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Harm from CPR to victims not in cardiac arrest

Question Type:
Intervention
Full Question:
Among Adults and children who are NOT in cardiac arrest outside of a hospital (P), does provision of chest compressions from lay rescuers (I), compared with no use of chest compressions (C), change Survival with Favorable neurological/functional outcome at discharge, 30 days, 60 days, 180 days AND/OR 1 year, harm (eg rib fracture), complications, major bleeding, risk of complications (eg, aspiration), Survival only at discharge, 30 days, 60 days, 180 days AND/OR 1 year, survival to admission (O)?
Consensus on Science:
For the important outcome of “harm,” we identified very-low-quality evidence (downgraded for risk of bias and imprecision) from 4 observational studies enrolling 762 patients who were not in cardiac arrest and received CPR by lay rescuers outside the hospital.(White 2010, 91; Haley 2011, 282; Moriwaki 2012, 3; Tanaka 2014, 1751) Three of the studies(White 2010, 91; Haley 2011, 282; Moriwaki 2012, 3) reviewed the medical records to identify harm, and 1 included follow-up telephone interviews.(White 2010, 91) Pooled data from these 3 studies, encompassing 345 patients, found an incidence of bone fracture (ribs and clavicle) of 1.7% (95% CI, 0.4%–3.1%), pain in the area of chest compression of 8.7% (95% CI, 5.7%–11.7%), and no clinically relevant visceral injury. The fourth study(Tanaka 2014, 1751) relied on fire department observations at the scene, and there were no reported injuries in 417 patients.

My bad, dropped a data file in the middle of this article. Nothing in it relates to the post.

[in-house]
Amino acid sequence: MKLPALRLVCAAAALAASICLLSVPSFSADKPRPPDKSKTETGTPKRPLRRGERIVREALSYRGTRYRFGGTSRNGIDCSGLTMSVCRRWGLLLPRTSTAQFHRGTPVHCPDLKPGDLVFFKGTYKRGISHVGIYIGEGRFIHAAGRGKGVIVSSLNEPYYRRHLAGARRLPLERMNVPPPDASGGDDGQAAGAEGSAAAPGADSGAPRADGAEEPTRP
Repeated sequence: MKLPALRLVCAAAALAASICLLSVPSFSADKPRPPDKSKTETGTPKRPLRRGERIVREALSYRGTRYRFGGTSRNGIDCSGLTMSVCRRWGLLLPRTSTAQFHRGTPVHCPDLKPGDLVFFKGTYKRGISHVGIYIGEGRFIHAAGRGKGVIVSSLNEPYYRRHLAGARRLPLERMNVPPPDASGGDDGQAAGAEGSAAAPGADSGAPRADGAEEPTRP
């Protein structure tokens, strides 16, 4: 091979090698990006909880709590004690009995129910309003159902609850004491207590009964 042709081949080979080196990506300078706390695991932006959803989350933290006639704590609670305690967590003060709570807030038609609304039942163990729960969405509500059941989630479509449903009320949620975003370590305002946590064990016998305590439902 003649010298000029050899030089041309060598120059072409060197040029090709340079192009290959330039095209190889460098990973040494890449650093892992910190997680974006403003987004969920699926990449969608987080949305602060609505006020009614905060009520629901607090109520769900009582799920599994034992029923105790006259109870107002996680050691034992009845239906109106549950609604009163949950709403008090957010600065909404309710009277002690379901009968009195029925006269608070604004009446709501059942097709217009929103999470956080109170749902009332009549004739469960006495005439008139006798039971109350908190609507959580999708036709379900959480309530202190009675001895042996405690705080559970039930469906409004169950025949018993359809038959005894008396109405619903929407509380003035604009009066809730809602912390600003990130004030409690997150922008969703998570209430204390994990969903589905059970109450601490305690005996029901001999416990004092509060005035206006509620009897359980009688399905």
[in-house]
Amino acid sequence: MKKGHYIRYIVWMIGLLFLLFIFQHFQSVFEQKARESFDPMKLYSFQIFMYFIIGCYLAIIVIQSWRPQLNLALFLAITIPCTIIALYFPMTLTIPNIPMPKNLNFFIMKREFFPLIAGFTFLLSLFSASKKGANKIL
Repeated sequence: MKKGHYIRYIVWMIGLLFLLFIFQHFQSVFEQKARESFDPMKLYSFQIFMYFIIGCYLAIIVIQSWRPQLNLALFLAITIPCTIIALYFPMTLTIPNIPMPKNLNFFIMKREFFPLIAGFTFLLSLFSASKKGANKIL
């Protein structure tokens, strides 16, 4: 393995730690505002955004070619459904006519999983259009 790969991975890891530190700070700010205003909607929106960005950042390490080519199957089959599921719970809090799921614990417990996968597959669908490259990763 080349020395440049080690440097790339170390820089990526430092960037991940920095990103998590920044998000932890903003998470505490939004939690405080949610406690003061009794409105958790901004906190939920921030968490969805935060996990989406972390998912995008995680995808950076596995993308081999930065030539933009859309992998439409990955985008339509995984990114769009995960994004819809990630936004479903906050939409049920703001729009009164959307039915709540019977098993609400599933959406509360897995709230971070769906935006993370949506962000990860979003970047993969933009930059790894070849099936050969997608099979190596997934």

Treatment Recommendation:
We recommend that laypersons initiate CPR for presumed cardiac arrest without concerns of harm to patients not in cardiac arrest (strong recommendation, very-low-quality evidence).Values, Preferences, and Task Force Insights In making this recommendation, we place a higher value on the survival benefit of CPR initiated by laypersons for patients in cardiac arrest against the low risk of injury in patients not in cardiac arrest.
CoSTR Attachments:
Copy of ILCOR_Data_Collection_(RJG)_n.xlsx    
GRADE Table (3 studies)_n.docx    

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